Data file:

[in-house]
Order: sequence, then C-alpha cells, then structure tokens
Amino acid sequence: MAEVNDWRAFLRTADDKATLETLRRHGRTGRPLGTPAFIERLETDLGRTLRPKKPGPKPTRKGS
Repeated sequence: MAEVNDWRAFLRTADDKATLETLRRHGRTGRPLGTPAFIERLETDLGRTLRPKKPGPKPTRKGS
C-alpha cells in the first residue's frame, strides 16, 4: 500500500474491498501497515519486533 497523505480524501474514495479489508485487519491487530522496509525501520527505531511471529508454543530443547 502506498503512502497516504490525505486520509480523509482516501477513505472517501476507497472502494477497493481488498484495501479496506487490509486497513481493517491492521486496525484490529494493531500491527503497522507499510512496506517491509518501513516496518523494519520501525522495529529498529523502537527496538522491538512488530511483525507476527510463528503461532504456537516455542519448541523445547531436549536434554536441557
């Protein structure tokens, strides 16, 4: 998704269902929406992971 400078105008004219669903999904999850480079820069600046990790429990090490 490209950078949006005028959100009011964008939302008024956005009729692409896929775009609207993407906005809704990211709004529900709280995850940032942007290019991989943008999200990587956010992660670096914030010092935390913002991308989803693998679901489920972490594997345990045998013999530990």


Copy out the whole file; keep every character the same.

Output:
[in-house]
Order: sequence, then C-alpha cells, then structure tokens
Amino acid sequence: MAEVNDWRAFLRTADDKATLETLRRHGRTGRPLGTPAFIERLETDLGRTLRPKKPGPKPTRKGS
Repeated sequence: MAEVNDWRAFLRTADDKATLETLRRHGRTGRPLGTPAFIERLETDLGRTLRPKKPGPKPTRKGS
C-alpha cells in the first residue's frame, strides 16, 4: 500500500474491498501497515519486533 497523505480524501474514495479489508485487519491487530522496509525501520527505531511471529508454543530443547 502506498503512502497516504490525505486520509480523509482516501477513505472517501476507497472502494477497493481488498484495501479496506487490509486497513481493517491492521486496525484490529494493531500491527503497522507499510512496506517491509518501513516496518523494519520501525522495529529498529523502537527496538522491538512488530511483525507476527510463528503461532504456537516455542519448541523445547531436549536434554536441557
């Protein structure tokens, strides 16, 4: 998704269902929406992971 400078105008004219669903999904999850480079820069600046990790429990090490 490209950078949006005028959100009011964008939302008024956005009729692409896929775009609207993407906005809704990211709004529900709280995850940032942007290019991989943008999200990587956010992660670096914030010092935390913002991308989803693998679901489920972490594997345990045998013999530990």